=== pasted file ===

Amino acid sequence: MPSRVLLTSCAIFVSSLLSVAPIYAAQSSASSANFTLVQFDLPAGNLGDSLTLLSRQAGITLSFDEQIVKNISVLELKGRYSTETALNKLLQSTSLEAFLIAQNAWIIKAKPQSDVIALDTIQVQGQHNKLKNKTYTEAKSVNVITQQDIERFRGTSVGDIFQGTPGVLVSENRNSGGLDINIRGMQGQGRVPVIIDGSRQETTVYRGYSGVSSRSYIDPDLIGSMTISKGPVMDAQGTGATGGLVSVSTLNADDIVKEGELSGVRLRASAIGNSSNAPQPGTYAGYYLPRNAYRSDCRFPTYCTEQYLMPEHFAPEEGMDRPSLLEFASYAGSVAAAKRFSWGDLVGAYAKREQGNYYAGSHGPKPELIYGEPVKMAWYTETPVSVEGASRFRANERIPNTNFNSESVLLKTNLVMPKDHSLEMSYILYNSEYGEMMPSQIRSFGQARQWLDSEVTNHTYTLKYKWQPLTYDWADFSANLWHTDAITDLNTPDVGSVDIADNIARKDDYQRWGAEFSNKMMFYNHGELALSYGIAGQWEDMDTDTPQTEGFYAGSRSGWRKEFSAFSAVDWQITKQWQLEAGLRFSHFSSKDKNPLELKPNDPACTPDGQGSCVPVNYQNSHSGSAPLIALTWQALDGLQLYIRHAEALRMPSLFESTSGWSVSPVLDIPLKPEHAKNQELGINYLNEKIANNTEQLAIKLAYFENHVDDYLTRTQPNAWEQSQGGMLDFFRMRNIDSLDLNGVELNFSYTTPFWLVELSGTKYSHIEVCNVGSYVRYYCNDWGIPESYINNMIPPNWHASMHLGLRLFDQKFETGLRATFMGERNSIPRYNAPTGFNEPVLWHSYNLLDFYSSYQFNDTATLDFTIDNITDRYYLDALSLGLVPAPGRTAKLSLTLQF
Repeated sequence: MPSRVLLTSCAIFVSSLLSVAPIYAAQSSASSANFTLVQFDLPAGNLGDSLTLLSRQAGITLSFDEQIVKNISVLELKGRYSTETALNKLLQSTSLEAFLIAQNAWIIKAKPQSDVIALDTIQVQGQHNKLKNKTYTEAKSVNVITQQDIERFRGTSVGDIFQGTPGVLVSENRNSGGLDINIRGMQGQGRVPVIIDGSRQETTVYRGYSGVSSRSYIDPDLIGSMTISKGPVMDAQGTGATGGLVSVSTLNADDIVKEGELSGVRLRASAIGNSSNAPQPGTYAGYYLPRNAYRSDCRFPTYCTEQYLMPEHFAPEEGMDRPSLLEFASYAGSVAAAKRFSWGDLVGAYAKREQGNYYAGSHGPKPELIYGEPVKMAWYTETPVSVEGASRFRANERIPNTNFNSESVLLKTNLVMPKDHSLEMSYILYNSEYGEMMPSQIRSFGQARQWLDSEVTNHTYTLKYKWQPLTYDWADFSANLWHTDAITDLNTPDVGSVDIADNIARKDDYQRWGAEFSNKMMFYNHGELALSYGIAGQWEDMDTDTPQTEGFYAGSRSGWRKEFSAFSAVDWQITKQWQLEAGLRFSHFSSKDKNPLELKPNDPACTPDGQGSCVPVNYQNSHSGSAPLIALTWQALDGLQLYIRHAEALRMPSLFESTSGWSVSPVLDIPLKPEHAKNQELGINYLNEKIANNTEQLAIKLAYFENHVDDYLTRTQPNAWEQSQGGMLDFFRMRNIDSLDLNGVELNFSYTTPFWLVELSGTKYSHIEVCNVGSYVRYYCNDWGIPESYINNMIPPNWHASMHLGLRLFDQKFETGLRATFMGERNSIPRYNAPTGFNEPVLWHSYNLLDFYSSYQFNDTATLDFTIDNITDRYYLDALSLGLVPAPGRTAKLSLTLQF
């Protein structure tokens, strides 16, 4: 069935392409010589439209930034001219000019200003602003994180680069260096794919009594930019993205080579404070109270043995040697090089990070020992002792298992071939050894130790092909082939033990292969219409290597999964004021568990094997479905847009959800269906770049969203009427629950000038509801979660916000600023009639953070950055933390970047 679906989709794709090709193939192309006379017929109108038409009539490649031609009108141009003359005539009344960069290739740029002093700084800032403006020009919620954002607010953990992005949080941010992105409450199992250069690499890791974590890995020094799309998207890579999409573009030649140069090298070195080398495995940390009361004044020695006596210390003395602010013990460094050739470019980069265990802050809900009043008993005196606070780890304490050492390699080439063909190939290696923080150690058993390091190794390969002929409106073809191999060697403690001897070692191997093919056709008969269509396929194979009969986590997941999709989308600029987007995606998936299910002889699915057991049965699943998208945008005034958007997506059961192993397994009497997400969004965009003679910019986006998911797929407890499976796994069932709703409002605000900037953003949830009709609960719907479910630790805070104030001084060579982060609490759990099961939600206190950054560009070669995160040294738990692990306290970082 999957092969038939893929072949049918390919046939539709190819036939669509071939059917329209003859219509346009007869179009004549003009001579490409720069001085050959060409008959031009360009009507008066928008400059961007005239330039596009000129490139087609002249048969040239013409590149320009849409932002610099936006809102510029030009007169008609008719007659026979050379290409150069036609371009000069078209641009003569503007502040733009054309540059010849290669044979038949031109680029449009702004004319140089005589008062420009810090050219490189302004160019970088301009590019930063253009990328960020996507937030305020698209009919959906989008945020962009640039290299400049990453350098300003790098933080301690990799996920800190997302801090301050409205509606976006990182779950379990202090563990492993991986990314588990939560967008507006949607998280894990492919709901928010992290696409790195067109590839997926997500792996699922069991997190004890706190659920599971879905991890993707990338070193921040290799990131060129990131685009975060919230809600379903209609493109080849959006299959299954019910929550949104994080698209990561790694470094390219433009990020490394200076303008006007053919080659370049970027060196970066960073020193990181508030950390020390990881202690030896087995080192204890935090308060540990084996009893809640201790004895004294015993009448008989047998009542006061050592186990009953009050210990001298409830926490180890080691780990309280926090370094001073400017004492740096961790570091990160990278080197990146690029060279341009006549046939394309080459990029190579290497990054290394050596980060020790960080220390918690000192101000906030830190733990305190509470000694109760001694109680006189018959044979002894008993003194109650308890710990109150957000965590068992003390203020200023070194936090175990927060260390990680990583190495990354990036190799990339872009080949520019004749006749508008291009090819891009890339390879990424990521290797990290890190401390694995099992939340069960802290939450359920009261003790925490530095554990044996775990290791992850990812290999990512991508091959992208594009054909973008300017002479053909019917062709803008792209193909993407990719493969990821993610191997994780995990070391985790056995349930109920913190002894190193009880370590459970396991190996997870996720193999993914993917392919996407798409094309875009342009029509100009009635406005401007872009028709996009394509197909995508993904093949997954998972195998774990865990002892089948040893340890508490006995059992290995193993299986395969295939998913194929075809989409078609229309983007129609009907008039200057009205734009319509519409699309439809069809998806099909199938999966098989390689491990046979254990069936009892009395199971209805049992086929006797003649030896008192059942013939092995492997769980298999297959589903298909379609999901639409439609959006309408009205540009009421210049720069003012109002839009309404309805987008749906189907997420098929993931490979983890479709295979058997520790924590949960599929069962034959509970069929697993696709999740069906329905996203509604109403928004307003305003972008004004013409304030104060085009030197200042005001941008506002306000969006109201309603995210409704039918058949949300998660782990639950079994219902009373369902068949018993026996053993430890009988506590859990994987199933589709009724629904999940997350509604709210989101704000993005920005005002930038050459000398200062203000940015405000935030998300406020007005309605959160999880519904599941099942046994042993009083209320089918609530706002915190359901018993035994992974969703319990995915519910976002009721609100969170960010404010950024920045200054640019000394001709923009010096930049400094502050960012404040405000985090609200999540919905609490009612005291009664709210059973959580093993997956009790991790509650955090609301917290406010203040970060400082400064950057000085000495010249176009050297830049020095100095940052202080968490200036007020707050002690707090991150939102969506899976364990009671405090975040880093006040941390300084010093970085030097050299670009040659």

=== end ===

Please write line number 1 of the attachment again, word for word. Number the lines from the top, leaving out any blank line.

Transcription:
Amino acid sequence: MPSRVLLTSCAIFVSSLLSVAPIYAAQSSASSANFTLVQFDLPAGNLGDSLTLLSRQAGITLSFDEQIVKNISVLELKGRYSTETALNKLLQSTSLEAFLIAQNAWIIKAKPQSDVIALDTIQVQGQHNKLKNKTYTEAKSVNVITQQDIERFRGTSVGDIFQGTPGVLVSENRNSGGLDINIRGMQGQGRVPVIIDGSRQETTVYRGYSGVSSRSYIDPDLIGSMTISKGPVMDAQGTGATGGLVSVSTLNADDIVKEGELSGVRLRASAIGNSSNAPQPGTYAGYYLPRNAYRSDCRFPTYCTEQYLMPEHFAPEEGMDRPSLLEFASYAGSVAAAKRFSWGDLVGAYAKREQGNYYAGSHGPKPELIYGEPVKMAWYTETPVSVEGASRFRANERIPNTNFNSESVLLKTNLVMPKDHSLEMSYILYNSEYGEMMPSQIRSFGQARQWLDSEVTNHTYTLKYKWQPLTYDWADFSANLWHTDAITDLNTPDVGSVDIADNIARKDDYQRWGAEFSNKMMFYNHGELALSYGIAGQWEDMDTDTPQTEGFYAGSRSGWRKEFSAFSAVDWQITKQWQLEAGLRFSHFSSKDKNPLELKPNDPACTPDGQGSCVPVNYQNSHSGSAPLIALTWQALDGLQLYIRHAEALRMPSLFESTSGWSVSPVLDIPLKPEHAKNQELGINYLNEKIANNTEQLAIKLAYFENHVDDYLTRTQPNAWEQSQGGMLDFFRMRNIDSLDLNGVELNFSYTTPFWLVELSGTKYSHIEVCNVGSYVRYYCNDWGIPESYINNMIPPNWHASMHLGLRLFDQKFETGLRATFMGERNSIPRYNAPTGFNEPVLWHSYNLLDFYSSYQFNDTATLDFTIDNITDRYYLDALSLGLVPAPGRTAKLSLTLQF